Love on the Road: Martin & Trey

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Love and travel. We believe they go hand in hand. The journey is both physical and emotional (and even spiritual!) We love celebrating other adventurous couples, so every few weeks, we interview a new duo about their own exciting adventures. This series is called Love on the Road. This week, we introduce Martin & Trey.


Meet Martin & Trey of JRNY.life!

Hello! Please introduce yourselves!

Hi everyone! First, a big thank you to Amy and Nathan for the giving us the space to share our journey so far. We are Martin and Trey, both originally from the American South but who found each other in the concrete jungle of New York City. We hope you enjoy our story!

Putney, Vermont, November 2013: We connected over our love of travel and began taking trips to explore the New England region early on in our relationship.

When did you first start traveling together?

When we met, the two of us immediately connected over our love of travel. Martin had spent his 20s roaming the world by volunteering on organic farms, and Trey had been working for a hotel company, which required a lot of global business travel. From the beginning of our relationship, we traveled, and what began as quiet weekend getaways to the Catskill Mountains or vacations with friends in Mexico or the Caribbean morphed into longer and longer holidays in farther flung places like Africa or Greece. We couldn’t get enough of exploring new destinations together, so when the opportunity arose to hit the road for a full year, we couldn’t resist. On December 31st, 2016, we boxed up our belongings, strapped on backpacks, and boarded a plane for New Zealand to begin this incredible journey. We haven’t looked back since!  

How would you describe your travel style?

Some might call us flash-packers. We are a little too old for the raucous nights and communal bathrooms of most hostels, but we’re certainly not on a luxury expedition. We are budget conscious, and we take into consideration the seasonality of a destination, transportation options, and the offerings of any place we stay (for instance, does it have a kitchen to prepare a few meals in?). However, we are willing to splurge on little comforts as well as the location and perhaps a bit of style. On this trip, we have taken baths with buckets of water, spent long hours on buses and trains, and stayed in the guestrooms of local villagers, all part of a genuine travel experience. But we have also used loyalty points to upgrade on long-haul flights, spent beyond our budget for a five-star and oh, so worth-it meal, and opted for higher-end lodging for special occasions or to recover after long periods of intense travel. For us, it’s about research and smart planning in order to stretch the budget and occasionally splurge for once-in-a-lifetime experiences or a good, solid rest.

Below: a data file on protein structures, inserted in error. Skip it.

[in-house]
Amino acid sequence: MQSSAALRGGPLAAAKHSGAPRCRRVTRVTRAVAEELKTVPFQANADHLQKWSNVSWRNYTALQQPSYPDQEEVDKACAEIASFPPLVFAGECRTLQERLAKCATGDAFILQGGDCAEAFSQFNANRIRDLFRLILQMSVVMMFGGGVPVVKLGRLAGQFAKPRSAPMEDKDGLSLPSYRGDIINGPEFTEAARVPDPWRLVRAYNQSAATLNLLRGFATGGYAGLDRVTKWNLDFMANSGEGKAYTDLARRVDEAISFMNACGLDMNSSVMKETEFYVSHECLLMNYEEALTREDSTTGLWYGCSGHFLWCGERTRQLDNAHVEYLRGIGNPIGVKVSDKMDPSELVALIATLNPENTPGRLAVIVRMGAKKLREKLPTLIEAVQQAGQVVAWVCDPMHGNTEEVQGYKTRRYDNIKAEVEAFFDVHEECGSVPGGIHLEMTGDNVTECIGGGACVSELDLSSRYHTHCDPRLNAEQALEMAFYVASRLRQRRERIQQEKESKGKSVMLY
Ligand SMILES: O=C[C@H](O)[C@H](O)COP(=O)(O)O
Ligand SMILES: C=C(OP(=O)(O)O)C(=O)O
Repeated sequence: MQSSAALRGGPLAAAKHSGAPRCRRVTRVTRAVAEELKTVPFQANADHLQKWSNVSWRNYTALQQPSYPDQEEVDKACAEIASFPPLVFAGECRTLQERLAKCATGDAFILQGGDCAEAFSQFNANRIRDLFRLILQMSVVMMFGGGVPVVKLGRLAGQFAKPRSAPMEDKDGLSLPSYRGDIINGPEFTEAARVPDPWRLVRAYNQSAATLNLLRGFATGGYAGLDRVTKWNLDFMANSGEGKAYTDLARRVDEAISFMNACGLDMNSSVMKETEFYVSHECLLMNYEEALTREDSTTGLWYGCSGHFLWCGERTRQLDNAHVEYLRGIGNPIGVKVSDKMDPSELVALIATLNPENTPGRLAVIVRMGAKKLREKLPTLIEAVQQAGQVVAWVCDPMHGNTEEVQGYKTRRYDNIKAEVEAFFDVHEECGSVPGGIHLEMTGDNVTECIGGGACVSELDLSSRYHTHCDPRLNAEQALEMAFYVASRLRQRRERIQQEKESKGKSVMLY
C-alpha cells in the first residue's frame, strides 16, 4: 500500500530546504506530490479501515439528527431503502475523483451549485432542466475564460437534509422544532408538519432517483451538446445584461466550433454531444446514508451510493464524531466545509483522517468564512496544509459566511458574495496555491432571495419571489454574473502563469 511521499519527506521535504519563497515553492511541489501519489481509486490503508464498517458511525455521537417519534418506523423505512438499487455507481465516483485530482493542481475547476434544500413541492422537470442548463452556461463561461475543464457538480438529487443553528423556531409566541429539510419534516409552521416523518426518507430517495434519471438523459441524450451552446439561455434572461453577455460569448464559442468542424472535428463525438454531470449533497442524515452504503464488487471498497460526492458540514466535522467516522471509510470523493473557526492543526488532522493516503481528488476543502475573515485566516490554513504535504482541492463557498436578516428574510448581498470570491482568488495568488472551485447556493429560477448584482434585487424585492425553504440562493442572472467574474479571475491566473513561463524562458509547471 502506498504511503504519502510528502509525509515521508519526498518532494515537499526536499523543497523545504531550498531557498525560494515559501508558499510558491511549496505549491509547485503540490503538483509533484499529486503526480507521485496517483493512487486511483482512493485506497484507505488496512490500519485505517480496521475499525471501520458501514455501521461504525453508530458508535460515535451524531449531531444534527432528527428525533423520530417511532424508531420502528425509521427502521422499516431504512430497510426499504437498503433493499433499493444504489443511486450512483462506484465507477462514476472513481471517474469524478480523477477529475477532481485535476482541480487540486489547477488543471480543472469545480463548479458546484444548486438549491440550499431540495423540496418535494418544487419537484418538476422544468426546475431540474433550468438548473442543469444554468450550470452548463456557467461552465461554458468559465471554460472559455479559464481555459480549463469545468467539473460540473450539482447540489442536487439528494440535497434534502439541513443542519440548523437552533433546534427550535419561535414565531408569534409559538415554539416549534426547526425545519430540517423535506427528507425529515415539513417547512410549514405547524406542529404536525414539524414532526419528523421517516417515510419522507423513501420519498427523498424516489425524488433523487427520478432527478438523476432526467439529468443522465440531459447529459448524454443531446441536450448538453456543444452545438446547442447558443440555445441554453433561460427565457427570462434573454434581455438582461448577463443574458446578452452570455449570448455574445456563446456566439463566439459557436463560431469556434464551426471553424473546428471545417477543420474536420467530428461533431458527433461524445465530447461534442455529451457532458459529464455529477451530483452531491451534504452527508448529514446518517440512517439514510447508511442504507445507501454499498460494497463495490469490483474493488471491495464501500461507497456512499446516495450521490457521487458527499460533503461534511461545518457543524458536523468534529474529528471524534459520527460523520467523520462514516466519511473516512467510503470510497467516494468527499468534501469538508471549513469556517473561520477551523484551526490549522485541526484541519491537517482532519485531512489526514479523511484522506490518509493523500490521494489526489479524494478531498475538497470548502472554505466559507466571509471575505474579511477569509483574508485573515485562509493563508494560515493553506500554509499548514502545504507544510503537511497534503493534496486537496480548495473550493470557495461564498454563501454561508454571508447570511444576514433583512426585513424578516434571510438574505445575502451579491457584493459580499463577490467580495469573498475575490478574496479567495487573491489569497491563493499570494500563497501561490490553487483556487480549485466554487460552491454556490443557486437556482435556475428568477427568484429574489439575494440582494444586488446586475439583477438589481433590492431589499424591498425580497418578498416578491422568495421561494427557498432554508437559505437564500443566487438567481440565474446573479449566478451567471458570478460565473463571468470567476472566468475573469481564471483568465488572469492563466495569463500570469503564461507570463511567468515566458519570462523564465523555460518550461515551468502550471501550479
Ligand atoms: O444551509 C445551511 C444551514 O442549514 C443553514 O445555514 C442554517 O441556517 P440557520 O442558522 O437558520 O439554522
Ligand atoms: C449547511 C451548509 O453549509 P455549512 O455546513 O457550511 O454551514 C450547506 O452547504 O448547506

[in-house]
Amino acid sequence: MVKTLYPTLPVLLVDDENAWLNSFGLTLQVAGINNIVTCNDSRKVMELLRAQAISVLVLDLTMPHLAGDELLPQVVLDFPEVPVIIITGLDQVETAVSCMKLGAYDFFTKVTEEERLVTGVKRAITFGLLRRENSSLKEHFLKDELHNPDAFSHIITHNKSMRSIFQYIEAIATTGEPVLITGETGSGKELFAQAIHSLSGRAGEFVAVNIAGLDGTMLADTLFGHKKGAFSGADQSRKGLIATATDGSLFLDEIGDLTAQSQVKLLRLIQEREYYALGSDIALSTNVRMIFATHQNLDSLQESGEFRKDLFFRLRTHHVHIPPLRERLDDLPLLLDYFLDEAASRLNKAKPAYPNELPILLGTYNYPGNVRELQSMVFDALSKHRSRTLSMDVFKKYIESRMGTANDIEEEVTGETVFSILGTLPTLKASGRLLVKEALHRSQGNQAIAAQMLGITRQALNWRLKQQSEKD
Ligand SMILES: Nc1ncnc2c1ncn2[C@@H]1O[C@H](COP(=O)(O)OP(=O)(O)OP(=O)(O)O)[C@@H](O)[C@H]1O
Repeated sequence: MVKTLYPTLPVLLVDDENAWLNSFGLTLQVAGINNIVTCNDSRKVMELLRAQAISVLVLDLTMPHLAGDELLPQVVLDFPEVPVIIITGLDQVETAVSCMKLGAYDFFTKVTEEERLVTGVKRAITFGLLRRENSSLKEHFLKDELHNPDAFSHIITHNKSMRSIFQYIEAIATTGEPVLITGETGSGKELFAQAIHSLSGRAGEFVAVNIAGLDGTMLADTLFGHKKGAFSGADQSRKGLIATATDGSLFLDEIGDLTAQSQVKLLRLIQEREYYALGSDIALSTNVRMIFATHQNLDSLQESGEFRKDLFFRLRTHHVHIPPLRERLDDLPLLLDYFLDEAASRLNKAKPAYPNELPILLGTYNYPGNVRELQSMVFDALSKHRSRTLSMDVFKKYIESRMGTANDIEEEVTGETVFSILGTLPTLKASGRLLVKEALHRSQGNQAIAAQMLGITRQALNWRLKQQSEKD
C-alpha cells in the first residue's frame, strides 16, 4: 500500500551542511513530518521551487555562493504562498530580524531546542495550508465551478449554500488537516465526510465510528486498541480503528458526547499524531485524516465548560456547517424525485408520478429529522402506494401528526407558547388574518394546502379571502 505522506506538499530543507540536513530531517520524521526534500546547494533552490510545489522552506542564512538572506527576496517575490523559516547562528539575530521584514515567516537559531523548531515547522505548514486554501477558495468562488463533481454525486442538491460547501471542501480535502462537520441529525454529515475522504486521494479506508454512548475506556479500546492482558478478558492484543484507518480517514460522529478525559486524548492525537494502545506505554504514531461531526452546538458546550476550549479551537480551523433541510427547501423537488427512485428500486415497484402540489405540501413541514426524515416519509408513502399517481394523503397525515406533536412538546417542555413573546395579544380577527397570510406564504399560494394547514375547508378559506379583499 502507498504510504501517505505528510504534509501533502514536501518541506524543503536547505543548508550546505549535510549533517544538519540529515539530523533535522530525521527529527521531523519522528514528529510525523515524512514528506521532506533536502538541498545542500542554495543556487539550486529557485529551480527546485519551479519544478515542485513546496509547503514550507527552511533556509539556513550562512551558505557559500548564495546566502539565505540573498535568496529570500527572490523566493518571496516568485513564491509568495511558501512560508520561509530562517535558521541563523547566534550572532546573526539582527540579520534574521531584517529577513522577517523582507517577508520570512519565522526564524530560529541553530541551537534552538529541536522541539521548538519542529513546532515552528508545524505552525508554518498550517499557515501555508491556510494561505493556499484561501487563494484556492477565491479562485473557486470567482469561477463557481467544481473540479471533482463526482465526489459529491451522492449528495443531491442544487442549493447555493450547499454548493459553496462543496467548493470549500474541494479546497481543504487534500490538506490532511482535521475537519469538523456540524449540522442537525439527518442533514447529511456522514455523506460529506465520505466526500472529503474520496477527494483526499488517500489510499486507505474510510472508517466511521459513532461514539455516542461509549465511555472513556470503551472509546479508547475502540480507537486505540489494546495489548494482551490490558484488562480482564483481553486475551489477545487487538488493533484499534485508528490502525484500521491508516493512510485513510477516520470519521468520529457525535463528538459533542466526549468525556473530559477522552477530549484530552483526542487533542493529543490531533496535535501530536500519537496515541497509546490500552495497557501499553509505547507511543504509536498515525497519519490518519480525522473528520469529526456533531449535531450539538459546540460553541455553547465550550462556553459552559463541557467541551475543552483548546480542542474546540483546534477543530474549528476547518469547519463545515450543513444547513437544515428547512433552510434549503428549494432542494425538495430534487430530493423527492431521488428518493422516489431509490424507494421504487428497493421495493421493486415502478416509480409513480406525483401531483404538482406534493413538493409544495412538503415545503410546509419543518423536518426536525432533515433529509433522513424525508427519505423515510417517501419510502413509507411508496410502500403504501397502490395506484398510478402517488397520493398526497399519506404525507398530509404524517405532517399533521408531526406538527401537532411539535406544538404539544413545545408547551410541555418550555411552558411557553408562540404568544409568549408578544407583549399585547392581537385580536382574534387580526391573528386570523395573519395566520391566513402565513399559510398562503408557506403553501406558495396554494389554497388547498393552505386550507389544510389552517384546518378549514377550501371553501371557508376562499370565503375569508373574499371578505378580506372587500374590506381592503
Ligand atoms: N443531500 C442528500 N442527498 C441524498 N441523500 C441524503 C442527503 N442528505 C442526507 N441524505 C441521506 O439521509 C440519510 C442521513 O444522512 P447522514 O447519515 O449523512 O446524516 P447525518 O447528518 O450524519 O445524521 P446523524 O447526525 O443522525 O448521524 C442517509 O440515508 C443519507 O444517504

Maasai Mara, Kenya, July 2016: Here, in the alluring African savannah, we saw the potential for a year of travel ahead.

What has been the most rewarding part of traveling as a couple?

Although we traveled very differently in the past, we had both had inspiring moments of solo travel, whether it was tacking on a few days in a new city after a business meeting or traveling by train over vast stretches of land to reach a remote destination. Yet, there is undoubtedly something very special about being able to turn to the person you love and share a knowing glance during a magical travel moment or laugh together during the inevitable (but in the end hilarious) mishap.

People sometimes ask us if we get bored or tired of being together all the time, but another wonderful benefit of traveling with your partner is the deep, meaningful conversations you’re afforded when it’s just the two of you without distraction. While we’re waiting for the next flight, trekking from one village to the next, or road tripping around a new country, these moments of togetherness have been truly priceless and have allowed us to grow our relationship in ways we never could have imagined.

What has been the most challenging part of traveling as a couple?

As much as our relationship has flourished during this journey, the reward of coupledom can also become the risk if you are insular and stay within your own bubble. One of the most invigorating parts of travel is obviously meeting and learning from both other travelers and especially locals, so we work hard to interact beyond ourselves. That could mean talking with the hawkers at a market to better understand local farming practices, engaging with a simple “hello” when passing someone on a hike, or turning to a fellow traveler on a bus or at a café to ask about their experience thus far. It is human nature to form tribes and stick together, so we challenge ourselves to go beyond our coupling every day.

Valbona, Albania, August 2017: Trekking from Valbona Valley to Theth was one of those moments filled with deep conversation and inspiration.

Have you ever had a fight on the road/while traveling, and how did you handle it?

We would be lying if we said we didn’t have our occasional argument or disagreement, but in our relationship, we try to keep front and center that we are full of nothing but love for one another. We can typically identify one of three reasons (sometimes all three!) for any conflict: we’re exhausted from a long day of travel; hungry from missing a meal, which sometimes happens when you’re on the road; or faced with a travel stress or frustration, like trying to read a map while passionate Italians are riding your bumper or deciphering a foreign-language timetable as your bus pulls out of the station. It just takes one of us to realize what’s going on, step up to be the better man, and soften the tension by shouting a big ‘ol “Cheers!”. This might sound completely odd and out of place, but it was great advice we received from our friend, Michelle, before leaving New York. And it works. We usually laugh at the absurdity, recognize what’s happening and move on.